Dubin-Johnson Syndrome Clinical Presentation

Updated: Jun 24, 2015
  • Author: Simon S Rabinowitz, MD, PhD, FAAP; Chief Editor: BS Anand, MD  more...
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Presentation

History and Physical Examination

History

Patients with Dubin-Johnson syndrome tend to develop nonpruritic jaundice during their teenaged years.

Although most patients are asymptomatic, some patients complain of nonspecific right upper quadrant pain, which has been attributed to the anxiety associated with prolonged diagnostic testing.

Subclinical cases can become evident following the initiation of oral contraceptives (which are known to impair organic anion transport) or during pregnancy.

Associated findings include the presence of hepatitis B virus (HBV)-related chronic hepatitis, a history of tubercular lymphadenitis, chronic cholecystitis, and coronary heart disease. A thorough family history can reveal a history of jaundice in an autosomal recessive pattern.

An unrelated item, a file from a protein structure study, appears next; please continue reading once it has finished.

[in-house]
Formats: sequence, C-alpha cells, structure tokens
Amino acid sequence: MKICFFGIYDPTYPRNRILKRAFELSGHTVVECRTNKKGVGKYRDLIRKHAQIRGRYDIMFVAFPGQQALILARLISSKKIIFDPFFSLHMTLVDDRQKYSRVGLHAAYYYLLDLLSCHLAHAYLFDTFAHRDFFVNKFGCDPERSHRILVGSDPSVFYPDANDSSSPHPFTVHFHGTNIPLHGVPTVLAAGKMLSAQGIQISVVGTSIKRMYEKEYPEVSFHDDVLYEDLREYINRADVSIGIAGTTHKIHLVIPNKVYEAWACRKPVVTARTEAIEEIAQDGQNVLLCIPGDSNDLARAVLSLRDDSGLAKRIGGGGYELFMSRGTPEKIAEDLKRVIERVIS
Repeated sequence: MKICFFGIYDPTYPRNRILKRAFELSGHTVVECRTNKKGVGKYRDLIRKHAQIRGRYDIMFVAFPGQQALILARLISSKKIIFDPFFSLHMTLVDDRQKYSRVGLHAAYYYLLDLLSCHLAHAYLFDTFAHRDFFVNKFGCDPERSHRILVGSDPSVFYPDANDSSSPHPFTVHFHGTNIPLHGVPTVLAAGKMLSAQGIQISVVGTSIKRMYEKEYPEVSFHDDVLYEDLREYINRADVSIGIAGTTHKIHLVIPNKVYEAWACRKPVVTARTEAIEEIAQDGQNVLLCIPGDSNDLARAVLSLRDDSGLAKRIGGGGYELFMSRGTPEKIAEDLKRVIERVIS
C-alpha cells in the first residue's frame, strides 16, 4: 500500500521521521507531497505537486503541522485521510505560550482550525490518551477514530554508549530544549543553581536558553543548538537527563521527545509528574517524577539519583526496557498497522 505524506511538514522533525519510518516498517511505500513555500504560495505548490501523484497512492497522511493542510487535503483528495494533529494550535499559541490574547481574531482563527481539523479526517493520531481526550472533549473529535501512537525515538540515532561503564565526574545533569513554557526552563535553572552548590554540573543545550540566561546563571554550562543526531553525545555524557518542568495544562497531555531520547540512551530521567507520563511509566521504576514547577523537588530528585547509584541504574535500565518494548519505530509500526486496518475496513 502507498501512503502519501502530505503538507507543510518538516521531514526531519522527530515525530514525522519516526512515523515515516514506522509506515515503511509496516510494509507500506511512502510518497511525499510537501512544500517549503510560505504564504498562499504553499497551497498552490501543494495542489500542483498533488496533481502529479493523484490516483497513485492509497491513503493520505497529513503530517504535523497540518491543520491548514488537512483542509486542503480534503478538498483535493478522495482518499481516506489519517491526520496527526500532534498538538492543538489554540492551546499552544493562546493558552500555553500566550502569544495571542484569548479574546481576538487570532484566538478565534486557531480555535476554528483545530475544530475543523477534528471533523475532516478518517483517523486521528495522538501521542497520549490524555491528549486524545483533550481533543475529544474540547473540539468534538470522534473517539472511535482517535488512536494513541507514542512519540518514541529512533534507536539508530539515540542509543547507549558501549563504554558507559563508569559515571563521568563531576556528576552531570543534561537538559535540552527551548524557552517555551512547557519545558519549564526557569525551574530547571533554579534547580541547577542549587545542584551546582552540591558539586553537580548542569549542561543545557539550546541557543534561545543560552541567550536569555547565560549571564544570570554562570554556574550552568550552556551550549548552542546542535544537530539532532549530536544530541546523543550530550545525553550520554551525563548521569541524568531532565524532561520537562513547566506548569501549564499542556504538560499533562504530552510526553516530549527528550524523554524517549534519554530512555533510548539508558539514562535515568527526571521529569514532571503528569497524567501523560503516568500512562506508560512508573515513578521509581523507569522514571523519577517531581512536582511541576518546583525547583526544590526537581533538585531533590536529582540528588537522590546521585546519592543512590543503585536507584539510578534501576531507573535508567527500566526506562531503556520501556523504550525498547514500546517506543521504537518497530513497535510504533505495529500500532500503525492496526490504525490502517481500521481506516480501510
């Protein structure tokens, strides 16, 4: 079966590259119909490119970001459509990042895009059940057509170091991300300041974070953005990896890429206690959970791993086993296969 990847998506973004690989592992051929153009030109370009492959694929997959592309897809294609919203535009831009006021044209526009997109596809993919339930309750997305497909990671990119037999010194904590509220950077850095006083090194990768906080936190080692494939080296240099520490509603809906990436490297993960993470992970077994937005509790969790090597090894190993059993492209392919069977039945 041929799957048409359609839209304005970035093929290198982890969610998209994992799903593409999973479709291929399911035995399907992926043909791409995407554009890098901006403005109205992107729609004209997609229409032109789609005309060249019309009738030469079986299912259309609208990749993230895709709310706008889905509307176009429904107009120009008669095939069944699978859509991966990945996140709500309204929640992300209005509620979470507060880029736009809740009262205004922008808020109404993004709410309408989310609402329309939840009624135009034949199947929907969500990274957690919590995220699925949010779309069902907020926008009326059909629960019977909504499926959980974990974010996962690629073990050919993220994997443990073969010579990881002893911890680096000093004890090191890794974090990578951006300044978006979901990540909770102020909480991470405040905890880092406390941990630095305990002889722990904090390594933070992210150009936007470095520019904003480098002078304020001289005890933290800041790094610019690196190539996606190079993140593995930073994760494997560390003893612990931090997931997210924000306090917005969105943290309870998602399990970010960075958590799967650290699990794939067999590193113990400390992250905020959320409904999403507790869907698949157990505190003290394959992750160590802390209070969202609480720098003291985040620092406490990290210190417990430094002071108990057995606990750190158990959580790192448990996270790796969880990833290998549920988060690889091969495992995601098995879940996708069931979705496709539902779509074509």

Reports have documented that patients with both Dubin-Johnson syndrome and hemolytic disease (eg, hereditary spherocytosis, [22] thalassemia [23] ) may experience worse jaundice than anticipated.

Physical examination

Nonpruritic jaundice is the most striking clinical feature of Dubin-Johnson syndrome. Aside from that, physical examination findings are generally normal, with the exception of possible hepatosplenomegaly.